GROTON, Conn. - For 40 years, the Fleet and Family Support Program (FFSP) has supported the individual Sailor and family readiness, as well as the adaptation to life in the Navy for service members and their families. Shauna Turner, Director of Navy Family Readiness Programs at Commander, Navy Installations Command (CNIC) calls the FFSC “the proverbial ‘tip of the spear’ sustaining, enabling and supporting the fleet, fighter and family with services and programs throughout the globe.
On July 16, 1979, the first Navy Family Service Center was officially opened in Norfolk, Va. The official inauguration of the New London Naval Submarine Base (SUBASE) Family Service Center soon followed.
The idea for the Navy Family Service Center (NFSC) grew out of the Family Awareness Conference held in Norfolk in November 1978. It became evident that a greater effort was needed to meet the needs of the Navy family. Under the leadership of Rear Adm. Nicholson, a task force was set up to explore how to meet this commitment to families. The concept of a centralized family location was developed, which was then quickly implemented with the 1979 opening of the Navy’s first Family Service Center. The active-duty staff provided 24-hour information and referral services, while a group of volunteers assisted with casework follow-up, financial counseling, child welfare liaison, relocation information, special assistance and family enrichment. The center also worked closely with the Navy-Marine Corps Relief Society, American Red Cross, Ombudsmen, Navy Wives Organizations and commands.
Cathy Stokoe was one of the first FFSC volunteers. Her FFSC work ended when she retired from CNIC as the Family Readiness Director. She said, “It is hard to believe how long ago we opened. It is a program I will always feel is very special for our Navy family. I started volunteering in 1977 at the newly opened FFSC in Norfolk because I’d just gone through a nine-month deployment with six kids and a ton of good and bad experiences trying to handle everything. I could have used the help of FFSC, that is for sure.”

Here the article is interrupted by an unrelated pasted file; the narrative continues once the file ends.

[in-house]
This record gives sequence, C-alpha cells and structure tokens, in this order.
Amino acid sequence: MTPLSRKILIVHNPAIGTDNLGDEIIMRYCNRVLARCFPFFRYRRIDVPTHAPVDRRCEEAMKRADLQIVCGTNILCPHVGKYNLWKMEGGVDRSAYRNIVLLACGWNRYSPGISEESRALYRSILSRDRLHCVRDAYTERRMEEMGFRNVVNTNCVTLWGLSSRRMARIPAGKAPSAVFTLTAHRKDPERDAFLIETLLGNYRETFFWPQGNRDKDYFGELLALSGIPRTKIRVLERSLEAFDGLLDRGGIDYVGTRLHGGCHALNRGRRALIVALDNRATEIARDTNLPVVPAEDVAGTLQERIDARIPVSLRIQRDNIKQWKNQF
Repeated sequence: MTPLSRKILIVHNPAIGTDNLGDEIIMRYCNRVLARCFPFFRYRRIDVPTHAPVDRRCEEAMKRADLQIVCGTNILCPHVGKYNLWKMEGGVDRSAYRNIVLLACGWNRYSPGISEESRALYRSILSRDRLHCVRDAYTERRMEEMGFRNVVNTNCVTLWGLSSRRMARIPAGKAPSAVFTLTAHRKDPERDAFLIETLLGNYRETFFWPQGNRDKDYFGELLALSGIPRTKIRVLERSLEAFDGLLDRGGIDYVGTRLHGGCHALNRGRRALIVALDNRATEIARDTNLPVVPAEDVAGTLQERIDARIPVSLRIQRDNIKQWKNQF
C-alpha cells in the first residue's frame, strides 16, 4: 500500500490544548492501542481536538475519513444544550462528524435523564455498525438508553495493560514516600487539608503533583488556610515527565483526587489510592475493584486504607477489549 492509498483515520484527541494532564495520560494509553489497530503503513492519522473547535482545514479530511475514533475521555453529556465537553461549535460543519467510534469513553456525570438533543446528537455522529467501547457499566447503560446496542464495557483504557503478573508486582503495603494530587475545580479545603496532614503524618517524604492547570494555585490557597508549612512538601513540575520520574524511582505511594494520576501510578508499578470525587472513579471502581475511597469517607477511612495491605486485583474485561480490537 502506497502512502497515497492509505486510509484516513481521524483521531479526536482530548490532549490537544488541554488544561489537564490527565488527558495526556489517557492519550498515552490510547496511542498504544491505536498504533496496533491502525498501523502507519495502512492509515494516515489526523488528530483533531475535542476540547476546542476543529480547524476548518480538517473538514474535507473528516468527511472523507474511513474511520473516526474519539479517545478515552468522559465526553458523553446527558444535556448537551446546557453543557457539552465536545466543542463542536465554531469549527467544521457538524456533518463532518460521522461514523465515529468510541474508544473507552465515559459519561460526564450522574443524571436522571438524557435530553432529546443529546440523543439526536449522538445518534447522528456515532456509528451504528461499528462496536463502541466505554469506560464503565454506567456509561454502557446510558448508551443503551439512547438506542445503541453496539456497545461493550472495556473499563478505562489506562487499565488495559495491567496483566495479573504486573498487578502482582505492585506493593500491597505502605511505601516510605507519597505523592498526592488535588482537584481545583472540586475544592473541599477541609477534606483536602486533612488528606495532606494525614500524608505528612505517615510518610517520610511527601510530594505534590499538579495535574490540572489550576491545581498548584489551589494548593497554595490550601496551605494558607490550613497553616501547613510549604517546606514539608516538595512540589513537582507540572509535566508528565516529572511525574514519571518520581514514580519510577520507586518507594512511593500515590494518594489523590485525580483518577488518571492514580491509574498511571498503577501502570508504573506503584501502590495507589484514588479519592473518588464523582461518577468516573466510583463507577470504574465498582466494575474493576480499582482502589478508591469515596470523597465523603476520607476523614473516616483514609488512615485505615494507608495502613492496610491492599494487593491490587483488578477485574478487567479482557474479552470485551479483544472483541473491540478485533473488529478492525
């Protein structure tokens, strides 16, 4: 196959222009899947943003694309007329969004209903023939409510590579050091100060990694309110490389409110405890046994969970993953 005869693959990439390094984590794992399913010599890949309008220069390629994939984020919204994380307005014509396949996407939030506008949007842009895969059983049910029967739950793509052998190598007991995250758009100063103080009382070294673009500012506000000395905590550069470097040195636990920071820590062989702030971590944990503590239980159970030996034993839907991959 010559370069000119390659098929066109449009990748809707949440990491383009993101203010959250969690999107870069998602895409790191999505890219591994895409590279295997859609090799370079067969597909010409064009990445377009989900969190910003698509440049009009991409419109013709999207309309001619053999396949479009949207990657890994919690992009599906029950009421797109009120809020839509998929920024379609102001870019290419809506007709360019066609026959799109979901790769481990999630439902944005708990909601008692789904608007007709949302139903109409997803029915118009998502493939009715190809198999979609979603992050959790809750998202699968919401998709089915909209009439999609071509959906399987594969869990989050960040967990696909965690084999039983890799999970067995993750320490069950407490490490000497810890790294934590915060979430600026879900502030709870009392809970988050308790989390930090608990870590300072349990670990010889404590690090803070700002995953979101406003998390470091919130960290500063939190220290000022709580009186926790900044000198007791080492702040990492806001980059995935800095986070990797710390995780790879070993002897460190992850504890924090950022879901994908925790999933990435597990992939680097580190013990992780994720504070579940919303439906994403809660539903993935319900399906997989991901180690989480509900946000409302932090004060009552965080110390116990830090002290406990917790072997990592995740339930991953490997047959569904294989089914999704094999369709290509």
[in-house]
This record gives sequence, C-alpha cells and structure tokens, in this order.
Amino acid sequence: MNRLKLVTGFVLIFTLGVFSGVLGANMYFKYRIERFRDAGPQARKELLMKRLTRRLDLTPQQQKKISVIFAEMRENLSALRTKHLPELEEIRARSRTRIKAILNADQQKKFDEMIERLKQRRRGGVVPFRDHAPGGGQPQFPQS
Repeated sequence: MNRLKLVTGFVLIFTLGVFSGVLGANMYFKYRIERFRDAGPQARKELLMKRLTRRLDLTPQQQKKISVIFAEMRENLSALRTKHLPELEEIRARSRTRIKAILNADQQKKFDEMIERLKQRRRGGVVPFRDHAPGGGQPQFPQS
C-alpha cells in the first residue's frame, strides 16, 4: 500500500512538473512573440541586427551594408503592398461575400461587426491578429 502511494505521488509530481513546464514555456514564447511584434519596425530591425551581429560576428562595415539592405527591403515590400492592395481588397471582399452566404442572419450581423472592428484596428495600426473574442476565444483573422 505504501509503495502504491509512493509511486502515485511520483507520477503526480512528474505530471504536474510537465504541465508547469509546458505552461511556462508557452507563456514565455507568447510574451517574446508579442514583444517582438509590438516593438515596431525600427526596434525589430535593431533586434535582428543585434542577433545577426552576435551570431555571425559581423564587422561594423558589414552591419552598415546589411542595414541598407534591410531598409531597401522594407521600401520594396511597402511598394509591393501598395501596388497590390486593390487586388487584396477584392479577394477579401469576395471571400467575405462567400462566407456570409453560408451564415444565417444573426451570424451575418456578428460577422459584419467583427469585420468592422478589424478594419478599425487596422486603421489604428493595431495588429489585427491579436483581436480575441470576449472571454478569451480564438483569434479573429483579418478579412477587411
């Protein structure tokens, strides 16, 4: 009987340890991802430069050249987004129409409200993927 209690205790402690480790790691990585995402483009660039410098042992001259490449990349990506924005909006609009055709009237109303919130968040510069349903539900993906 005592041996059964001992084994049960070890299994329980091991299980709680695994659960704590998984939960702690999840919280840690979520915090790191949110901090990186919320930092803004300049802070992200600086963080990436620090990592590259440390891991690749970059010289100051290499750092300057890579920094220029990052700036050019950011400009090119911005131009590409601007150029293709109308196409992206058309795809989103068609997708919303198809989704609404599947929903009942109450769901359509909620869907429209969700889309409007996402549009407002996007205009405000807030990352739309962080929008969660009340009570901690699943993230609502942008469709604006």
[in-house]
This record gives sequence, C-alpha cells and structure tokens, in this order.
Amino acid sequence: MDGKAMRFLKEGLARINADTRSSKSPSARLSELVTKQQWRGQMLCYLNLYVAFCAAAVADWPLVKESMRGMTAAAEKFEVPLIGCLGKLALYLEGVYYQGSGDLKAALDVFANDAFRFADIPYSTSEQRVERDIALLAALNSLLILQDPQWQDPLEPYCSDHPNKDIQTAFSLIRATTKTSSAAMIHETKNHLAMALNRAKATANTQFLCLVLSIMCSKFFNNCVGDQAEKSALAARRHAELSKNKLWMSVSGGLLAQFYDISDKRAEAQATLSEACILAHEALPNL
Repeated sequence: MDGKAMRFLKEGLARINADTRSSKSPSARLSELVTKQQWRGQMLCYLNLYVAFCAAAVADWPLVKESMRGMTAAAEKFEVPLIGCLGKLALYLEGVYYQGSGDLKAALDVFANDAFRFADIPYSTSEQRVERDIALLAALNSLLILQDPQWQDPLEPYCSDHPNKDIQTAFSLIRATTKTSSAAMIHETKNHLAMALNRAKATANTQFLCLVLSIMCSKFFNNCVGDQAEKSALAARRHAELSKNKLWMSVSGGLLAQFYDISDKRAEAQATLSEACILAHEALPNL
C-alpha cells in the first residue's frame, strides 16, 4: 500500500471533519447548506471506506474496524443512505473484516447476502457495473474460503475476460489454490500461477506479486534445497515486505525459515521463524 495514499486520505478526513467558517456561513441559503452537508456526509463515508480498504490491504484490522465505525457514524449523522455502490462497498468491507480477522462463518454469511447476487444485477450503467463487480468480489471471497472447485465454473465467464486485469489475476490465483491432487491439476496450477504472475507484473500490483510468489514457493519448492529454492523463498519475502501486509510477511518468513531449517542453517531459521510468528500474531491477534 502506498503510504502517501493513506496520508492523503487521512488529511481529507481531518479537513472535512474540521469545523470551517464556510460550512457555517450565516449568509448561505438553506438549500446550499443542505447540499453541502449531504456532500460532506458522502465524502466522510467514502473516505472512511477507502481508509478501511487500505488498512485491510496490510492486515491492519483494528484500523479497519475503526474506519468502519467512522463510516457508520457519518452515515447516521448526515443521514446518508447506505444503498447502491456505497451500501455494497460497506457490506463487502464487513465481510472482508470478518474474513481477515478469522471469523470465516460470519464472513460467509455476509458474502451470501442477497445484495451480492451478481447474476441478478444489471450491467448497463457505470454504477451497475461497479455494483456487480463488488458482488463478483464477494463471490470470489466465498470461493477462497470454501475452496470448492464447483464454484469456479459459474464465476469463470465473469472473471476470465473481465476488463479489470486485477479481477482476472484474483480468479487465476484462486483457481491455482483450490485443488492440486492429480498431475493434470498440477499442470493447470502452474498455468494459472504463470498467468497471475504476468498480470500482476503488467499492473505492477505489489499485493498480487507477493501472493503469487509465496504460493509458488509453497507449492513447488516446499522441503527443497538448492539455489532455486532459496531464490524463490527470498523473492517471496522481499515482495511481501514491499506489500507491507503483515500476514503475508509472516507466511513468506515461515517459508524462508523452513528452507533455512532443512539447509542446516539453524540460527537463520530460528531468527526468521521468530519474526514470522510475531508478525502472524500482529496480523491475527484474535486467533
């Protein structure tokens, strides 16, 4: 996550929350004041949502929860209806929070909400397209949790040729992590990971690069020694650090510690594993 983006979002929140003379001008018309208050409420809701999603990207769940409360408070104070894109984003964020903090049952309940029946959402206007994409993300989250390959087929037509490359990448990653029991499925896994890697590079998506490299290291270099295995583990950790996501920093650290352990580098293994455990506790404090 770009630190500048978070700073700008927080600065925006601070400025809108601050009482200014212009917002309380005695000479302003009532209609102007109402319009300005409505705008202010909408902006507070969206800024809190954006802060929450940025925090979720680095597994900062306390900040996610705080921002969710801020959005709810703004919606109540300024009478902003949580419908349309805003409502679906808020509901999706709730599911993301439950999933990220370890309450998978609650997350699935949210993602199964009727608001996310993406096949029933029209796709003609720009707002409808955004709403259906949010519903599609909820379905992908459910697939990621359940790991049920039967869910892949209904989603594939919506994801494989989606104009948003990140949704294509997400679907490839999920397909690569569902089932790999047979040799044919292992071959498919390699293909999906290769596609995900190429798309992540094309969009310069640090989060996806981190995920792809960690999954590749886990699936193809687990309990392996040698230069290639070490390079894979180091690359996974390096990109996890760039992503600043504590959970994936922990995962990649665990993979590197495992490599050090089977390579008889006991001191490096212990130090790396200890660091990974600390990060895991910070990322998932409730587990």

However, history shows that the FFSC was almost predestined from as far back as 1948 when a young Lieutenant Zumwalt, (yes, every submariner knows that name) submitted his resignation, only to rescind it at the urging of Gen. George C. Marshall, who appealed to Zumwalt’s patriotism. It seems Zumwalt had been assigned as Marshall’s driver one day and the conversation between the two men led to Lt. Zumwalt’s decision to remain. Lt. Zumwalt’s passion for supporting military families followed him throughout his Naval career. As soon as Adm. Zumwalt became CNO, he committed himself to making the Navy more “family friendly” and issued a number of “Z-Grams” focused on families. One with lasting importance established the Ombudsman Program. Zumwalt believed that the Navy was losing its best and brightest because many of the best and brightest were also husbands whose wives had career aspirations, as well as aspirations for a richer family life. With the advent of the all-volunteer force in 1973, there was no longer a draft and people had more choices about enlisting or re-enlisting.
Over the next decade, other support programs were added. The staff transformed from an active duty and volunteer staff to a diverse mix of full-time employees that included civilian service (GS), non-appropriated funds (NAF) and contract employees. In 2001, the name was changed from Navy Family Service Center to Fleet and Family Support Center (FFSC) to emphasize that the mission of the center was to support the Sailor and the family.
In 2002, the FFSCs incorporated a new lighthouse logo and theme line: “Meeting Your Needs, At Home, At Sea.” The new logo was designed to give the centers a uniform identity at naval bases around the globe. Today, this lighthouse logo still beacons the doors of centers worldwide.
SUBASE FFSC Director, Barbara Ross, joined the SUBASE FFSC team in 1992 and has participated in many of the changes that have occurred over the years. She says, “Today families are center stage once again as the Navy Family Framework strengthens the role of a new generation of Navy families. They are key to executing the Navy’s mission and the submarine service’s role in maritime superiority. The FFSC continues to provide the right services, at the right time and in the right format to support Sailor and family resiliency.”
Today there are 81 Fleet and Family Support Centers with hundreds of professionals supporting the fleet, family and fighter with services and programs throughout the globe. For more information about the Fleet and Family Support Center, visit Building 83 (South) or call weekdays at (860) 694-3383.